Lately I have been talking about clean application development, and how developers can do a better job of it. Due to the strong focus on this I decided to write some content from my latest talks into a series of blog posts. Enabling everyone to reap the benefits of the subject matter, and allow attendees of my talks to refresh the content covered at one of the events I spoke at.
Whether we’re experienced developers or newcomers, we’ve all seen code that could/should have been done better. Many times it’s even code we ourselves wrote and revisited later for one reason or another. I, for one, have seen my share of code written by a “past me” and wondered what on earth I was thinking when I wrote that. Of course there has also been times I was hired to fix another developers code, and it can be scary too.
Side effects of dirty code
- Time waster – The more dirty code we have, the longer it takes us to code. Have you ever noticed that most of our time coding is spent reading code in other parts of our application? This means that if we spend extra time sifting through dirty code, it takes us longer to actually write new code.
- Breeds more dirty code – Also, we tend to care less about our code if we know there is already dirty code in the application. This causes us to write more dirty code, because who will notice in any way?
- Causes bugs – It’s a fact that dirty code causes bugs. (See a future section “How to spot dirty code” for more clarity.) When we lose track of what our application is doing, and have trouble spotting problems, it simply leads to more problems.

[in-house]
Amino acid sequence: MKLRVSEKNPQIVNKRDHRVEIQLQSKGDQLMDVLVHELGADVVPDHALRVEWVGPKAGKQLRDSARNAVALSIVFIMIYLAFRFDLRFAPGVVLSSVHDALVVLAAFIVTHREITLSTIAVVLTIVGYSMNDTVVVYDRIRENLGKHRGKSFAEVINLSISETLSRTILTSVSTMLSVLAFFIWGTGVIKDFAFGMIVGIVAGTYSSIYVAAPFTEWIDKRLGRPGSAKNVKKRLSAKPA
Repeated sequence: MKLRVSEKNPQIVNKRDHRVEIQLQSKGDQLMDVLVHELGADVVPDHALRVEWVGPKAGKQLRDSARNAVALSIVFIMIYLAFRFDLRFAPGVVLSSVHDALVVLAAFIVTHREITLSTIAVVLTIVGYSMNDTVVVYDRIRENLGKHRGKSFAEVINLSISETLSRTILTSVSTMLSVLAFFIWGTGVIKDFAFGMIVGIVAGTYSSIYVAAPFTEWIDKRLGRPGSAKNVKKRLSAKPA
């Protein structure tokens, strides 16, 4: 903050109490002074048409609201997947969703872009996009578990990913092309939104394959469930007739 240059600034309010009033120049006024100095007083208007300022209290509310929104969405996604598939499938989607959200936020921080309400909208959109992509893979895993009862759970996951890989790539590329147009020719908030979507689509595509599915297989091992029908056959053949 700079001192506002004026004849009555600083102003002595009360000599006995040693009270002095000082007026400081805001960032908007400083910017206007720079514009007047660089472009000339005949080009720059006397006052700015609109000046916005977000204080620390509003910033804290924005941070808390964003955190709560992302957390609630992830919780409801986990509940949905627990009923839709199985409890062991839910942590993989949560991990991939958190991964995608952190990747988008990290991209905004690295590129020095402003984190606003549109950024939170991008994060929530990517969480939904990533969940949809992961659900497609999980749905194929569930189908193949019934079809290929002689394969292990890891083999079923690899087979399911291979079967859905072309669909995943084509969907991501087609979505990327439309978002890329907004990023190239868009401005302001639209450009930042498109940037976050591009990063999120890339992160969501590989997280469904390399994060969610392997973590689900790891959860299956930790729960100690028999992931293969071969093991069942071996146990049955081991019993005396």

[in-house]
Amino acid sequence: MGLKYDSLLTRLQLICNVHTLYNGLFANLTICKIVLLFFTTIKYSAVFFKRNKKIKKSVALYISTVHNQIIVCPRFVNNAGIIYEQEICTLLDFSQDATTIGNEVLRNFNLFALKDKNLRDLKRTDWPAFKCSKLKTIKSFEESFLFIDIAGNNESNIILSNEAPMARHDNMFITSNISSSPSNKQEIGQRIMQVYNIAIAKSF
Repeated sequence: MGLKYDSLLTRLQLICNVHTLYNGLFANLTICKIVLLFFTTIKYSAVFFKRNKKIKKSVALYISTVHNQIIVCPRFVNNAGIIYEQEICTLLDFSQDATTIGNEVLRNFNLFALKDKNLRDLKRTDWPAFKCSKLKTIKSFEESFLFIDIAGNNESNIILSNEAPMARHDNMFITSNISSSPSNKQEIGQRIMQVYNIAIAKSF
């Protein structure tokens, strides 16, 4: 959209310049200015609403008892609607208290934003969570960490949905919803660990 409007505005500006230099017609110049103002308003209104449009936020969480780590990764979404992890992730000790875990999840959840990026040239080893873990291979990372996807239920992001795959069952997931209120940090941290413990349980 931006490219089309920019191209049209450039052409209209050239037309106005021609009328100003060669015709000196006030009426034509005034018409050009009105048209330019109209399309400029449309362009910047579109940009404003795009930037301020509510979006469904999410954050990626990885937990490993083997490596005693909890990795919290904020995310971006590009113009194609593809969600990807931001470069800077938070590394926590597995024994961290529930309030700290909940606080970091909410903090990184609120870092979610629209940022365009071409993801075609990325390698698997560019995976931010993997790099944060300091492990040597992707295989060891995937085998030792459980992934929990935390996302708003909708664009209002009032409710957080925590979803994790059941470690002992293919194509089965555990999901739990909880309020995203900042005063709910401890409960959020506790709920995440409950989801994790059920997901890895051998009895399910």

- Excessive debugging – I often ask my audience if they are good at debugging, and usually end up with a strong showing of hands from developers who feel they are good at debugging. But if they wrote clean code doesn’t it make sense that they would need less debugging experience, and therefore would NOT be good at it?
- Procrastination – We all do it. We dread working with dirty code so much that we avoid it. We make excuses to tell our customers, and we find other “more important” things that need to be done first. I have even witnessed developers actually hiding from customers and taking on other projects to avoid a really bad codebase.
- Technical debt – This is the most dangerous effect of dirty code. Think of this as buying things on credit. As you buy more and more the credit line grows and grows. At some point a choice needs to be made. Either you need to pay it off, or you go bankrupt. With applications this means you either fix the dirty code, or go through the added expense of a rewrite.
- Financial loss – If your application has even a little bit of technical debt it causes development to slow down more and more over time. If development slows down it can lead to your competition developing new features and applications faster than you can. This is especially true if your application becomes stagnant and others continue to build. A customer base can be very fickle and will leave surprisingly fast.